It takes a skillful Manta pilot to outfly the mines. Only when enough of the Dreadnought's defenses have been destroyed is the "Land Now!" Signal activated, allowing the player to slow the Manta's speed to a minimum and land on the sternward landing zone. After this, the pilot enters the interior of the mothership and sets its nuclear reactor to self-destruct; the Manta takes off again as the Dreadnought below it crumbles to atoms. As the Manta flies over the Dreadnought again the player has the opportunity to shoot any remaining defences. Dreadnoughts have tricky wall configurations where the gap between the walls is so narrow that the Manta must turn sideways in order to pass through it; this required skillful use of the joystick. More skill could be exhibited by ignoring the "Land Now!" Signal and destroying the elite fighters that attacked in waves of one. When Uridium was released, reviewers were impressed by the way the Dreadnoughts were presented. In a simulation of parallax scrolling, the surface of the Dreadnoughts scrolls horizontally, whereas the stars in the background stay still.
Since the Commodore 64's graphics do not support parallax scrolling, particular trickery was required to achieve this. The way it was done is that the Dreadnoughts' surface is the background, the black empty space and the stars are character glyphs on the foreground; as the Commodore 64's graphics chip scrolls the screen to the left or right, the character glyphs representing the stars change shape by shifting their single lit pixels to the right or left, countering the scroll of the screen and giving the impression they were stationary. Uridium was followed by Uridium+, Uridium 2 on the Amiga platform. Computer Gaming World praised Uridium for its graphics' ability to display depth, as well as the game's robust controls. Zzap!64 were enthusiastic, describing the game as "Visually awesome, sonically sound, technically stunning and a brilliant shoot em up to boot". It was rated 94% overall. Antic liked the game, citing its "detailed and lifelike graphics"; the game won the award for best shooting game of the year according to the readers of Crash magazine.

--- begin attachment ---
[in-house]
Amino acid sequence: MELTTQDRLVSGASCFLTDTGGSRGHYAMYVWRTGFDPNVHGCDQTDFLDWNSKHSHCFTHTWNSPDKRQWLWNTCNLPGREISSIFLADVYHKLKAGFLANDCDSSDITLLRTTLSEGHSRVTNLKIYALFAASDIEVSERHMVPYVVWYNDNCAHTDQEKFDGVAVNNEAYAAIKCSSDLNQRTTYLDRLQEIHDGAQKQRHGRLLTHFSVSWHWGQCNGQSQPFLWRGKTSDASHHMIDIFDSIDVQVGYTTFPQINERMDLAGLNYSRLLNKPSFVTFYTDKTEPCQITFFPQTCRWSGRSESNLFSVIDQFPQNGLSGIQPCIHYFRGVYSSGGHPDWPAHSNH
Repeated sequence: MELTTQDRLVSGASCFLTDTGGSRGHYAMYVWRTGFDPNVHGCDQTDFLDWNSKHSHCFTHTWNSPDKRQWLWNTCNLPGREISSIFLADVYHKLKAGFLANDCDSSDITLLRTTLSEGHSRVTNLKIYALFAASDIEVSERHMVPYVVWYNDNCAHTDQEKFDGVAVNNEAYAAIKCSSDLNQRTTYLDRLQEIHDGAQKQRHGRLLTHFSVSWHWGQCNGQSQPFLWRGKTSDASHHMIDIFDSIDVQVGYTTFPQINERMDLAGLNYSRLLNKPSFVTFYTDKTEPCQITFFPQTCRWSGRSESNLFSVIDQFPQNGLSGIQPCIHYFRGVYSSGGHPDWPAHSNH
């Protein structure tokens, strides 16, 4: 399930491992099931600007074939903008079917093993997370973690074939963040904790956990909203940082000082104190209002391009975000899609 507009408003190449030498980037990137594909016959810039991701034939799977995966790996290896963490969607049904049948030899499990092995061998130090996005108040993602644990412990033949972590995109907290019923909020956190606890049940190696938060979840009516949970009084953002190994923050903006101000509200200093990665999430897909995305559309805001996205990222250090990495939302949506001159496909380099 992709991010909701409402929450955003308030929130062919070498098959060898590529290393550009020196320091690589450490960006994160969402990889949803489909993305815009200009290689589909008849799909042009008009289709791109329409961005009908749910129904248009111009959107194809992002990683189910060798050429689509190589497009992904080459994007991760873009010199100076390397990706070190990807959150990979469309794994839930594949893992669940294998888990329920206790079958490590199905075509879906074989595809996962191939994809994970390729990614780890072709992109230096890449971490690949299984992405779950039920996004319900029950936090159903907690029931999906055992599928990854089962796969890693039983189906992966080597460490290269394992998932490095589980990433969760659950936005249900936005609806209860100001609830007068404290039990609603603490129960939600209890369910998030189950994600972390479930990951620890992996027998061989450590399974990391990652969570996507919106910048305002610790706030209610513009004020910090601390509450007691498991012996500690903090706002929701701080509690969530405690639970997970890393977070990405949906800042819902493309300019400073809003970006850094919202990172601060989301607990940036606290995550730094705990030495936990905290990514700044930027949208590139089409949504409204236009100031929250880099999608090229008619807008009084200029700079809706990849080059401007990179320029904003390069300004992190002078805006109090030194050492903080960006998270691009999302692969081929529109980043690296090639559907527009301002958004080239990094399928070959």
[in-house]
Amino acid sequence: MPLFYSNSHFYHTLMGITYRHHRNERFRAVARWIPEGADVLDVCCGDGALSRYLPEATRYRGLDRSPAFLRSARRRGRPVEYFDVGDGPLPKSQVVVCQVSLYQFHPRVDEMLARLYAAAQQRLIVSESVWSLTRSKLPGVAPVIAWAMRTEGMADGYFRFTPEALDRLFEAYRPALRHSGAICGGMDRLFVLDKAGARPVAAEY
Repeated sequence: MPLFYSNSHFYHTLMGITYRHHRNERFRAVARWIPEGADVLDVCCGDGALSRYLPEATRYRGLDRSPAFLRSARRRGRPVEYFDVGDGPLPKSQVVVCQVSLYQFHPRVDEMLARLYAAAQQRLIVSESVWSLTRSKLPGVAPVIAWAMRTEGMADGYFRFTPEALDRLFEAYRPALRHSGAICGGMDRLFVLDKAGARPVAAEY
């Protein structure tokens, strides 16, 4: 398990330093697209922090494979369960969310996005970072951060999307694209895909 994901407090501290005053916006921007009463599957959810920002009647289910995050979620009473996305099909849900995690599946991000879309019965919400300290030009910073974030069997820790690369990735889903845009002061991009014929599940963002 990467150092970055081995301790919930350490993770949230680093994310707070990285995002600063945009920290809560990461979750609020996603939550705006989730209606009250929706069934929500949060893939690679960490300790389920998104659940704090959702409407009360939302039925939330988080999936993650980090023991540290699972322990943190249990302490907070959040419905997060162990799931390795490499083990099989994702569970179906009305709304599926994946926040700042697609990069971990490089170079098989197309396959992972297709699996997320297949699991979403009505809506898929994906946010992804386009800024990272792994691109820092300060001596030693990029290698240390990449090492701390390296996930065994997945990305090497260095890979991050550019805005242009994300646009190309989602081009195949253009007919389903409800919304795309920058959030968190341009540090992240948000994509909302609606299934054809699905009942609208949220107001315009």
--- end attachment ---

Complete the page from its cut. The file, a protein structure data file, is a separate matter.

It was voted Best Arcade-style Game of the Year at the 1986 Golden Joystick Awards. One of Andrew Braybrook's releases, contained a homing mine enemy called an "Uridimine", named no doubt as a tribute to the homing mines of Uridium; some aficionados refer to the homing mines as "Uridimines" when talking about Uridium or Uridium 2, as well. Uridium at MobyGames Uridium at SpectrumComputing.co.uk Uridium at Lemon 64 Uridium at CPC Zone Uridium Wii Virtual Console Review on VC-Reviews.com